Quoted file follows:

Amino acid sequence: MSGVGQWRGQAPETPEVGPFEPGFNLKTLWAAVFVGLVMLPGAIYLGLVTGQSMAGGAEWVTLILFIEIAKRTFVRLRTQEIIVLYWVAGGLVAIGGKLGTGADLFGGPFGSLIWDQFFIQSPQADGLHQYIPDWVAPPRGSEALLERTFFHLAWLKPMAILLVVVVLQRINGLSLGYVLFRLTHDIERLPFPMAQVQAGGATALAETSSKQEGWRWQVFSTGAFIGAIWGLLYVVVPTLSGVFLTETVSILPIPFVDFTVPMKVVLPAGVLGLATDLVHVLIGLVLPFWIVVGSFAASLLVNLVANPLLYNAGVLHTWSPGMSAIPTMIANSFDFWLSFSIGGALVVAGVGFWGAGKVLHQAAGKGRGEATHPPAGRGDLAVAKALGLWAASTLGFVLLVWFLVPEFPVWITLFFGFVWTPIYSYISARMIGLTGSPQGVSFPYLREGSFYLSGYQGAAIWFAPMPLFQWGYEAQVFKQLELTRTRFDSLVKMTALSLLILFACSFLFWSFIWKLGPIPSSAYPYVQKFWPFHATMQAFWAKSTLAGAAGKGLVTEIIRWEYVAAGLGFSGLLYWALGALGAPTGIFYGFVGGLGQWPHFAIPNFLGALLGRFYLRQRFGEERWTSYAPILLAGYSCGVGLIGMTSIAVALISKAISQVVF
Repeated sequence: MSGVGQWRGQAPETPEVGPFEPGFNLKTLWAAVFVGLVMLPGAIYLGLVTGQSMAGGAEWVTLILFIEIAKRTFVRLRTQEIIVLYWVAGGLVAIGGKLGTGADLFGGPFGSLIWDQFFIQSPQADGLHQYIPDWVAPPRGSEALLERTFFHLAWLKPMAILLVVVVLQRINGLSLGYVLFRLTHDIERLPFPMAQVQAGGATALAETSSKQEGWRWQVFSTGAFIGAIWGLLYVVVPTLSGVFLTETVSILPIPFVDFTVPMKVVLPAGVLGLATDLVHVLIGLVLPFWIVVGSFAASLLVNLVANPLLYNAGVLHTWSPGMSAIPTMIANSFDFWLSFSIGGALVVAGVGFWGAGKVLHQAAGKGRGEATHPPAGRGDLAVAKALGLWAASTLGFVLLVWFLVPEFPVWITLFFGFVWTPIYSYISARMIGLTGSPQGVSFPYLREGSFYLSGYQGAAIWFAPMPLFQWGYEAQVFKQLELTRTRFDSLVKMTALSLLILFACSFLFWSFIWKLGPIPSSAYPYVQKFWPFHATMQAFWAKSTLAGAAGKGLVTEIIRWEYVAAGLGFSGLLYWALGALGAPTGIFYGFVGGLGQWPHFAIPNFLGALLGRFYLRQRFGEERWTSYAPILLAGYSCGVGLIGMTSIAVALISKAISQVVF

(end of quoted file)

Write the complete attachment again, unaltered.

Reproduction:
Amino acid sequence: MSGVGQWRGQAPETPEVGPFEPGFNLKTLWAAVFVGLVMLPGAIYLGLVTGQSMAGGAEWVTLILFIEIAKRTFVRLRTQEIIVLYWVAGGLVAIGGKLGTGADLFGGPFGSLIWDQFFIQSPQADGLHQYIPDWVAPPRGSEALLERTFFHLAWLKPMAILLVVVVLQRINGLSLGYVLFRLTHDIERLPFPMAQVQAGGATALAETSSKQEGWRWQVFSTGAFIGAIWGLLYVVVPTLSGVFLTETVSILPIPFVDFTVPMKVVLPAGVLGLATDLVHVLIGLVLPFWIVVGSFAASLLVNLVANPLLYNAGVLHTWSPGMSAIPTMIANSFDFWLSFSIGGALVVAGVGFWGAGKVLHQAAGKGRGEATHPPAGRGDLAVAKALGLWAASTLGFVLLVWFLVPEFPVWITLFFGFVWTPIYSYISARMIGLTGSPQGVSFPYLREGSFYLSGYQGAAIWFAPMPLFQWGYEAQVFKQLELTRTRFDSLVKMTALSLLILFACSFLFWSFIWKLGPIPSSAYPYVQKFWPFHATMQAFWAKSTLAGAAGKGLVTEIIRWEYVAAGLGFSGLLYWALGALGAPTGIFYGFVGGLGQWPHFAIPNFLGALLGRFYLRQRFGEERWTSYAPILLAGYSCGVGLIGMTSIAVALISKAISQVVF
Repeated sequence: MSGVGQWRGQAPETPEVGPFEPGFNLKTLWAAVFVGLVMLPGAIYLGLVTGQSMAGGAEWVTLILFIEIAKRTFVRLRTQEIIVLYWVAGGLVAIGGKLGTGADLFGGPFGSLIWDQFFIQSPQADGLHQYIPDWVAPPRGSEALLERTFFHLAWLKPMAILLVVVVLQRINGLSLGYVLFRLTHDIERLPFPMAQVQAGGATALAETSSKQEGWRWQVFSTGAFIGAIWGLLYVVVPTLSGVFLTETVSILPIPFVDFTVPMKVVLPAGVLGLATDLVHVLIGLVLPFWIVVGSFAASLLVNLVANPLLYNAGVLHTWSPGMSAIPTMIANSFDFWLSFSIGGALVVAGVGFWGAGKVLHQAAGKGRGEATHPPAGRGDLAVAKALGLWAASTLGFVLLVWFLVPEFPVWITLFFGFVWTPIYSYISARMIGLTGSPQGVSFPYLREGSFYLSGYQGAAIWFAPMPLFQWGYEAQVFKQLELTRTRFDSLVKMTALSLLILFACSFLFWSFIWKLGPIPSSAYPYVQKFWPFHATMQAFWAKSTLAGAAGKGLVTEIIRWEYVAAGLGFSGLLYWALGALGAPTGIFYGFVGGLGQWPHFAIPNFLGALLGRFYLRQRFGEERWTSYAPILLAGYSCGVGLIGMTSIAVALISKAISQVVF